I have a new release, contemporary murder mystery for today’s Murderous Monday, having received The Question of the Unfamiliar Husband by E.J. Copperman and Jeff Cohen for review from the publisher via Netgalley. This is book number two in the Asperger’s Mystery series. I haven’t read book one, but that didn’t cause any particular dramas in terms of getting to know the characters or the situation in this one.
Let’s get cracking. Here’s the blurb from Goodreads:
For Samuel Hoenig, Asperger’s isn’t so much a syndrome as it is a set of personality traits. And as the sole proprietor of a business called Questions Answered, Samuel’s put his personality traits to good use, successfully answering every question he’s ever been asked.
But when his newest client asks about the true identity of her so-called husband, Samuel recruits his former associate Janet Washburn for insight into a subject that’s beyond his grasp—marriage. Working as a team seems to be the right approach . . . until the inscrutable spouse is found dead in Samuel’s office.
Feeling like he’s been taken for a fool, Samuel is more than willing to answer a new question posed by an unexpected inquirer: who killed the unfamiliar husband?
When a lady comes to Questions Answered requesting that Samuel discover whether the man she is married to is actually her husband, Samuel is happy to take on the case, provided he can gain the support of his friend Janet. After Samuel and Janet are called out to their client’s premises on suspicion of abuse, the corpse of the man they are supposed to be investigating mysteriously appears inside Samuel’s office. Things begin to get a bit convoluted at this point, as Samuel’s original client doesn’t seem to want to be found, and Samuel’s only leads relate to people who don’t seem to exist.
The Usual Suspects:
This is a bit of a tricky one. There’s Samuel’s original client, who seems to not to want to be found, there are some ex-wives of the dead man, and some mysterious colleagues of the dead man.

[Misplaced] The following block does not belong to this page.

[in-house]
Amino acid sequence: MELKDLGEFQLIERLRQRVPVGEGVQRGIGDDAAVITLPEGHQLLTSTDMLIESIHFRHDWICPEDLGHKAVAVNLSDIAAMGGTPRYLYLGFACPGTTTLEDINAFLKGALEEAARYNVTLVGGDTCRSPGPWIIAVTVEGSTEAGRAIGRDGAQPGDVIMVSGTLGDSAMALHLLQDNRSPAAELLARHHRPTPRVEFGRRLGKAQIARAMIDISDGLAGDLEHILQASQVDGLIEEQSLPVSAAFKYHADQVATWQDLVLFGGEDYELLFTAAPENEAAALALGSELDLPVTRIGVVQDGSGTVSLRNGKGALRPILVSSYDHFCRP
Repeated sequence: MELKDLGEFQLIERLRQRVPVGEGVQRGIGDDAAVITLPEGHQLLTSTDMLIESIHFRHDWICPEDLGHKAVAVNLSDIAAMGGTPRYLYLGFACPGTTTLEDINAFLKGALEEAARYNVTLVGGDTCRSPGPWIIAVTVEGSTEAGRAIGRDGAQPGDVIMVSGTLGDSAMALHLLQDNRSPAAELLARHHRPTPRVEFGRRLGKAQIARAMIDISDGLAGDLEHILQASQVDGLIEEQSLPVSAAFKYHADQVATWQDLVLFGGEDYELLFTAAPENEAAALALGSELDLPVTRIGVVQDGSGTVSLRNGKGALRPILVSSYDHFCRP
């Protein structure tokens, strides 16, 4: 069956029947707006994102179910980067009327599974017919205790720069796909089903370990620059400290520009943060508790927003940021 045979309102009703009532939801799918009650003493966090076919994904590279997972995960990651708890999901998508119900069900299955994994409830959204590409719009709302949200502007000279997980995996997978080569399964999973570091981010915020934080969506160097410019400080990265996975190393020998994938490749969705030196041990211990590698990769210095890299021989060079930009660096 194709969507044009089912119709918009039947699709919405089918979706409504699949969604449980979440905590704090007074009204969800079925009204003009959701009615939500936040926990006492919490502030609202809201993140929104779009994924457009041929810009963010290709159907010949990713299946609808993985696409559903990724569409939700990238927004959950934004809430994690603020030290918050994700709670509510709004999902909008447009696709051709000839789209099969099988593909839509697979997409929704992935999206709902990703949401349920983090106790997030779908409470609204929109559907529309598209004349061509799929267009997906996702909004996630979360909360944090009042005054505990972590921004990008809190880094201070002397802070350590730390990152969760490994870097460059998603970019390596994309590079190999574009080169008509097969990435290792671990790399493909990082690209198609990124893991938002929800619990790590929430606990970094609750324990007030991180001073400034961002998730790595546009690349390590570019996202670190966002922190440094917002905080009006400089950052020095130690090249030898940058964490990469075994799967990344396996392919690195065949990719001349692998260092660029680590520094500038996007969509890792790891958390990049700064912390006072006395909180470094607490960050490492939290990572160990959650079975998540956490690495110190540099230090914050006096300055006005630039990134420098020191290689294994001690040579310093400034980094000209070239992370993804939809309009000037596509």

The Hunt for the Murderer/s:
The hunt is quite drawn out for reasons which I could not fathom. For keen-eyed readers, and I count myself among them, there are glaring clues given out early on in the story that will tip you off to the eventual reveal of the mystery. There are some red herrings offered, but I found that most of the hunt involved Samuel dialoguing with himself about people’s possible motives.
Two poison bottles for the long, drawn-out death rattle of a reader choking on their own impatience.
This was a big miss for me unfortunately. I thought the premise underlying the mystery was creative and interesting and I loved the idea that Samuel wasn’t a “detective” – just someone who endeavoured to answer his clients’ questions. I’ve enjoyed plenty of books with main characters with Asperger’s Syndrome before, but this one just took too many tedious detours into Samuel’s psyche to keep me interested. My biggest problem was that Samuel seemed to spend inordinate amounts of time explaining certain aspects of human behaviour and relationships to himself that any neuro-typical individual would find bleedingly obvious. Too much of this, and I just lost interest in the mystery.
The most annoying thing about this book for me was the lack of puzzling that I had to do to hit on the answer before it was revealed. Without giving away any spoilers, there comes a certain point in the investigation during which information comes to light that matches up so perfectly with the manner of death that there really couldn’t be any other plausible result.
On the positive side, I really liked Samuel’s mum and Mike as characters. The ending was certainly action-packed, even if the actual reveal wasn’t a particular surprise. There is certainly potential for this series to be really engaging, if a bit of judicious editing is applied, but I don’t think I’ll be picking it up again.
As always though, don’t let my curmudgeonly grumbling put you off – if this book sounds like your cup of tea, give it a go and tell me what you think!
Until next time,